The Lewes and District Garden Society has been around for 41 years and they have been sharing their love of gardens and gardening with others. They started the society by raising money from the profit of a plant sale in St Michael’s Hall, Lewes High Street. They held four meetings in the first year and from the beginning the society decided it wanted to look at all aspects of gardening, including history, design and plant collecting.
From the start, the society was a success, attracting some of the finest gardeners in the country to speak at its meetings. The late Christopher Lloyd came along in its third year, and returned seven years later as guest speaker at its tenth anniversary meeting. Lewes Town Hall was the venue for its twenty-fifth birthday, with designer Penelope Hobhouse as the star speaker. In the past they competed in the window box and hanging basket competitions at Chelsea and Hampton Court flower shows. Want to share your love for plants and create a garden which is worth talking about at the society contact Glorious Gardens.
The Lewes Priory has a herb garden which represents aspects of a typical mediaeval monastic herb garden. It originally had many gardens and orchards. However, they no longer know what they looked like or how they were laid out but detailed and scaled drawing from the 9th century shows an ideal layout from a monastery site at St Gallen in Switzerland.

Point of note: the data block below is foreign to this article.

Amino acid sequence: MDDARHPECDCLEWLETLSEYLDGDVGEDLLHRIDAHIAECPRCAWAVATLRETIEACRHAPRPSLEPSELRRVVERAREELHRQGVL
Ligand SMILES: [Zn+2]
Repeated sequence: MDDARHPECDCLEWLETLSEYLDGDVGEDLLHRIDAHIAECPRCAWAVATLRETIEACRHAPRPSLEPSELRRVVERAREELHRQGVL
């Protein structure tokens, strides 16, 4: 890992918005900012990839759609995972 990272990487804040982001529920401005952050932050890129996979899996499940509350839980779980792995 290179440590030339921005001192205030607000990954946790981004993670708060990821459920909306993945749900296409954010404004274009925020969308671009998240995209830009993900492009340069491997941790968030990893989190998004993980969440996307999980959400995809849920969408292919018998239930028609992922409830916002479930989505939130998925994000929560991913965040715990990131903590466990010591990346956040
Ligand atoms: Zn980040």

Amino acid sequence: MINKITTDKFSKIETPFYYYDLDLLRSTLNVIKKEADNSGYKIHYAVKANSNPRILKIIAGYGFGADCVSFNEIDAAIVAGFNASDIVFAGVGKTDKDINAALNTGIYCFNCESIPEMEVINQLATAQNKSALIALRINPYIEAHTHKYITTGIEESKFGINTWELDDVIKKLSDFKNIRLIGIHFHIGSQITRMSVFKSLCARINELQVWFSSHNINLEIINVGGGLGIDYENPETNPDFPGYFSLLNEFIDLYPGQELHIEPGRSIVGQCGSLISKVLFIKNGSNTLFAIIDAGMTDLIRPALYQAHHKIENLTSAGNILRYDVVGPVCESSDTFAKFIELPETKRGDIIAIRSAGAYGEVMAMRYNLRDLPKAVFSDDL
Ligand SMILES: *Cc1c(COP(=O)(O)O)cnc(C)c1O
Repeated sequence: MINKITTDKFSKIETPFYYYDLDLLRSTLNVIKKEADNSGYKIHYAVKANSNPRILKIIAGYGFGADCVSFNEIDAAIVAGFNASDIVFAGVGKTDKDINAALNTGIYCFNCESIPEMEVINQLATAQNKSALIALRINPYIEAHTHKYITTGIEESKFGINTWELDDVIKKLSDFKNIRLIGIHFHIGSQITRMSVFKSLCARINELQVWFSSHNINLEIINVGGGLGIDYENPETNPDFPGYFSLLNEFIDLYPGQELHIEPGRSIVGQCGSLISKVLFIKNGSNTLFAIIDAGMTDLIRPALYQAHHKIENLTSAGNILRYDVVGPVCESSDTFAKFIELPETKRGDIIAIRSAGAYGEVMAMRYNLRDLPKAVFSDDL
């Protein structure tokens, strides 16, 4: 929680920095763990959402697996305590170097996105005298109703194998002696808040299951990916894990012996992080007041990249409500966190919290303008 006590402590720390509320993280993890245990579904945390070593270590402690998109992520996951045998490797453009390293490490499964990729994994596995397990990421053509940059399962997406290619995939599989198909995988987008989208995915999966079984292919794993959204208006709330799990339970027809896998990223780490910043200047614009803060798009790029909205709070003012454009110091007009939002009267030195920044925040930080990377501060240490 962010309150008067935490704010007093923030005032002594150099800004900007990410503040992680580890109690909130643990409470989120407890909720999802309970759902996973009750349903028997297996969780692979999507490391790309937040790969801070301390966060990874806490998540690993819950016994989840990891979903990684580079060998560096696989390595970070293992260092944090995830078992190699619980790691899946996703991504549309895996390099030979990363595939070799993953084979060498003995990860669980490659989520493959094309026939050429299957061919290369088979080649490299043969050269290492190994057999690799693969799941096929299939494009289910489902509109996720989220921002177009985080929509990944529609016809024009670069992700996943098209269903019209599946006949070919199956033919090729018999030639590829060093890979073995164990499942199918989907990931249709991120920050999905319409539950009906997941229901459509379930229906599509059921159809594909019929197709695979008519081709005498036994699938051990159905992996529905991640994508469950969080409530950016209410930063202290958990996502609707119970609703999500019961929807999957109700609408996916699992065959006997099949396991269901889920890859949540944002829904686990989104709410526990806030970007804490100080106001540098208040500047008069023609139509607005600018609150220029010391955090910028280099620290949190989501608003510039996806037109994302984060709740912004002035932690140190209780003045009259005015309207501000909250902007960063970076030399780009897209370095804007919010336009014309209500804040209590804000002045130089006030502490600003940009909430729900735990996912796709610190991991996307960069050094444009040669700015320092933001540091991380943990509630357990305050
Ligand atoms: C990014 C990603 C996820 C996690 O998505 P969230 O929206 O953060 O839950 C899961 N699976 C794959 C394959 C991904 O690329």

In a typical physic garden, herbs used purely for medicinal and healing purposes would have been grown. Illustrated manuscripts, herbals and literary sources suggest that such a garden would have consisted of rectangular raised beds surrounded by paths. The layout of the physic garden at St Gallen was used as the basis for the layout of our garden. The soil in the beds would originally have been retained by walls of turf, wattle, bricks, stone or timber planking. In this garden they have attempted to imitate the building materials and there are examples of turf, flintwork and handmade bricks.
Although the layout for our herb garden is based on the plan of the physic garden at St Gallen, the garden does not restrict itself to herbs used for healing. They choose to include a variety of herbs that also demonstrate how they were used for cooking, dyeing, decoration, religious ritual as well as healing. In that sense, it is a ‘demonstration’ garden, rather than an attempt to recreate an exact replica of a medicinal garden.
There is an apple tree, representing the large area of the site given over to the production of fruit. A new Orchard of rare local apple varieties was planted in February 2013 further along the East wall, near the Battle of Lewes Monument.
The history behind the Lewes Priory shows how important gardening was and Glorious Gardens fully understand the importance of incorporating history into your own green spaces so contact us at https://www.gloriousgardenssussex.co.uk/ to bring out the past in your garden.